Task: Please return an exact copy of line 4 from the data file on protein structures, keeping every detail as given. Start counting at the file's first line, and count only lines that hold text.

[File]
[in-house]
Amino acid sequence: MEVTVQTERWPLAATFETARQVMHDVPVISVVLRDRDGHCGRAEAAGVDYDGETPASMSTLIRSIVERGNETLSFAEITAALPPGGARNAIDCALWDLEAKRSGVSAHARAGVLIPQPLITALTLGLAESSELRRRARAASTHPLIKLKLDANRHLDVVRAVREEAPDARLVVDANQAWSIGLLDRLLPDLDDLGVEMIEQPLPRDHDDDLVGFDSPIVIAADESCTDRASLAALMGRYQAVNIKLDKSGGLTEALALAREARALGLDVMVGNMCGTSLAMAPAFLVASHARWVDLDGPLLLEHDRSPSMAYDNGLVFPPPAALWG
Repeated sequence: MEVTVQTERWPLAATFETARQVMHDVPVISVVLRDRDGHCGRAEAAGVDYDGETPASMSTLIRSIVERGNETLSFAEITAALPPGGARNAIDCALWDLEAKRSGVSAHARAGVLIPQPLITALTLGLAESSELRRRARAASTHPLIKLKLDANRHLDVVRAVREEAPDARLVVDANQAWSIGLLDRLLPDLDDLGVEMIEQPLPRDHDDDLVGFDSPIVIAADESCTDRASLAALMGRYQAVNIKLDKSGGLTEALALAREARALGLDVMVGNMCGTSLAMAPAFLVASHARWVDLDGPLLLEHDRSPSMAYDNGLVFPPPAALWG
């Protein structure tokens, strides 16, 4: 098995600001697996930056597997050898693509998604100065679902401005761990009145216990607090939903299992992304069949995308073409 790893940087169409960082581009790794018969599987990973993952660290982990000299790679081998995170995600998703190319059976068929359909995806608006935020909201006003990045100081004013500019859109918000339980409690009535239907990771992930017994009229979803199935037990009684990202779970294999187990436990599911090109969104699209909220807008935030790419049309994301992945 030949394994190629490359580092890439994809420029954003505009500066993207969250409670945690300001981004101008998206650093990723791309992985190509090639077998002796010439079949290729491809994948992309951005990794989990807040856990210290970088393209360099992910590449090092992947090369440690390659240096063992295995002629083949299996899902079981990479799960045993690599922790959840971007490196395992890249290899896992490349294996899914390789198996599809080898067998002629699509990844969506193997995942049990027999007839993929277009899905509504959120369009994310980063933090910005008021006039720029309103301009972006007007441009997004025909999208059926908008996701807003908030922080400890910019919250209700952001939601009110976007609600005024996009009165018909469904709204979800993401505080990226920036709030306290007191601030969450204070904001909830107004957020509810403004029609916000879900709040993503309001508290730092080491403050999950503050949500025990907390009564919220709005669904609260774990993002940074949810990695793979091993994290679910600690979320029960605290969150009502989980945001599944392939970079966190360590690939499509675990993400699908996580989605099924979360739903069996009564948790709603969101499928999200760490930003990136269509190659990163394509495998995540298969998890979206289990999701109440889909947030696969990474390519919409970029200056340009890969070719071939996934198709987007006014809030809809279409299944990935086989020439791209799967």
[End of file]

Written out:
């Protein structure tokens, strides 16, 4: 098995600001697996930056597997050898693509998604100065679902401005761990009145216990607090939903299992992304069949995308073409 790893940087169409960082581009790794018969599987990973993952660290982990000299790679081998995170995600998703190319059976068929359909995806608006935020909201006003990045100081004013500019859109918000339980409690009535239907990771992930017994009229979803199935037990009684990202779970294999187990436990599911090109969104699209909220807008935030790419049309994301992945 030949394994190629490359580092890439994809420029954003505009500066993207969250409670945690300001981004101008998206650093990723791309992985190509090639077998002796010439079949290729491809994948992309951005990794989990807040856990210290970088393209360099992910590449090092992947090369440690390659240096063992295995002629083949299996899902079981990479799960045993690599922790959840971007490196395992890249290899896992490349294996899914390789198996599809080898067998002629699509990844969506193997995942049990027999007839993929277009899905509504959120369009994310980063933090910005008021006039720029309103301009972006007007441009997004025909999208059926908008996701807003908030922080400890910019919250209700952001939601009110976007609600005024996009009165018909469904709204979800993401505080990226920036709030306290007191601030969450204070904001909830107004957020509810403004029609916000879900709040993503309001508290730092080491403050999950503050949500025990907390009564919220709005669904609260774990993002940074949810990695793979091993994290679910600690979320029960605290969150009502989980945001599944392939970079966190360590690939499509675990993400699908996580989605099924979360739903069996009564948790709603969101499928999200760490930003990136269509190659990163394509495998995540298969998890979206289990999701109440889909947030696969990474390519919409970029200056340009890969070719071939996934198709987007006014809030809809279409299944990935086989020439791209799967």